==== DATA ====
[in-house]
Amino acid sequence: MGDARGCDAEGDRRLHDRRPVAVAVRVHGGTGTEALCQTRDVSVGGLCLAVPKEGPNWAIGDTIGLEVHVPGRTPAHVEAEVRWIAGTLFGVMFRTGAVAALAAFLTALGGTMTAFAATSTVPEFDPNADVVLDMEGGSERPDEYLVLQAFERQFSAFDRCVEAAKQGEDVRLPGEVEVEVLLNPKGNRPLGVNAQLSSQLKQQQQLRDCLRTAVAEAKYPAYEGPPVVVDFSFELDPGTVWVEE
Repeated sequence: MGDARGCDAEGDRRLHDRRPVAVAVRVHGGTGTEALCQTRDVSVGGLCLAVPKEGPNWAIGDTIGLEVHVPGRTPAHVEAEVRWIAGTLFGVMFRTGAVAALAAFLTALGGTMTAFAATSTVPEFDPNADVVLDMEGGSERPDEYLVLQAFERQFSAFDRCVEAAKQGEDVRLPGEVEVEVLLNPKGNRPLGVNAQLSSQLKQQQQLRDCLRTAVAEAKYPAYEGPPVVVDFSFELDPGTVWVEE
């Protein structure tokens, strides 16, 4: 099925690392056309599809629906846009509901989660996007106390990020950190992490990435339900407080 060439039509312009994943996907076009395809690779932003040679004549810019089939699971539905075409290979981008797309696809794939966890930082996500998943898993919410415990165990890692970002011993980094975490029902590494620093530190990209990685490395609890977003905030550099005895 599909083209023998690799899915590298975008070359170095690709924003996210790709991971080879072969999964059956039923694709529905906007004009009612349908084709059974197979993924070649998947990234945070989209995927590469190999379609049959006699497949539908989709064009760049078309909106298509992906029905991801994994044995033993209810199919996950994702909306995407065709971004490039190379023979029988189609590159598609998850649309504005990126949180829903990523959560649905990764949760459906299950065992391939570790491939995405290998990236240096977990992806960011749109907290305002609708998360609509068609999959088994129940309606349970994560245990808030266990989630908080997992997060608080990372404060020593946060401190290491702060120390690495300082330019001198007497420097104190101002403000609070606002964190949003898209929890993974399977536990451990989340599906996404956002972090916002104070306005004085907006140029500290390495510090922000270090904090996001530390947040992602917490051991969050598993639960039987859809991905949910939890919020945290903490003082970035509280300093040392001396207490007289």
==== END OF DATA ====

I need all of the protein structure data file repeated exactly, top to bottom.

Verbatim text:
[in-house]
Amino acid sequence: MGDARGCDAEGDRRLHDRRPVAVAVRVHGGTGTEALCQTRDVSVGGLCLAVPKEGPNWAIGDTIGLEVHVPGRTPAHVEAEVRWIAGTLFGVMFRTGAVAALAAFLTALGGTMTAFAATSTVPEFDPNADVVLDMEGGSERPDEYLVLQAFERQFSAFDRCVEAAKQGEDVRLPGEVEVEVLLNPKGNRPLGVNAQLSSQLKQQQQLRDCLRTAVAEAKYPAYEGPPVVVDFSFELDPGTVWVEE
Repeated sequence: MGDARGCDAEGDRRLHDRRPVAVAVRVHGGTGTEALCQTRDVSVGGLCLAVPKEGPNWAIGDTIGLEVHVPGRTPAHVEAEVRWIAGTLFGVMFRTGAVAALAAFLTALGGTMTAFAATSTVPEFDPNADVVLDMEGGSERPDEYLVLQAFERQFSAFDRCVEAAKQGEDVRLPGEVEVEVLLNPKGNRPLGVNAQLSSQLKQQQQLRDCLRTAVAEAKYPAYEGPPVVVDFSFELDPGTVWVEE
């Protein structure tokens, strides 16, 4: 099925690392056309599809629906846009509901989660996007106390990020950190992490990435339900407080 060439039509312009994943996907076009395809690779932003040679004549810019089939699971539905075409290979981008797309696809794939966890930082996500998943898993919410415990165990890692970002011993980094975490029902590494620093530190990209990685490395609890977003905030550099005895 599909083209023998690799899915590298975008070359170095690709924003996210790709991971080879072969999964059956039923694709529905906007004009009612349908084709059974197979993924070649998947990234945070989209995927590469190999379609049959006699497949539908989709064009760049078309909106298509992906029905991801994994044995033993209810199919996950994702909306995407065709971004490039190379023979029988189609590159598609998850649309504005990126949180829903990523959560649905990764949760459906299950065992391939570790491939995405290998990236240096977990992806960011749109907290305002609708998360609509068609999959088994129940309606349970994560245990808030266990989630908080997992997060608080990372404060020593946060401190290491702060120390690495300082330019001198007497420097104190101002403000609070606002964190949003898209929890993974399977536990451990989340599906996404956002972090916002104070306005004085907006140029500290390495510090922000270090904090996001530390947040992602917490051991969050598993639960039987859809991905949910939890919020945290903490003082970035509280300093040392001396207490007289």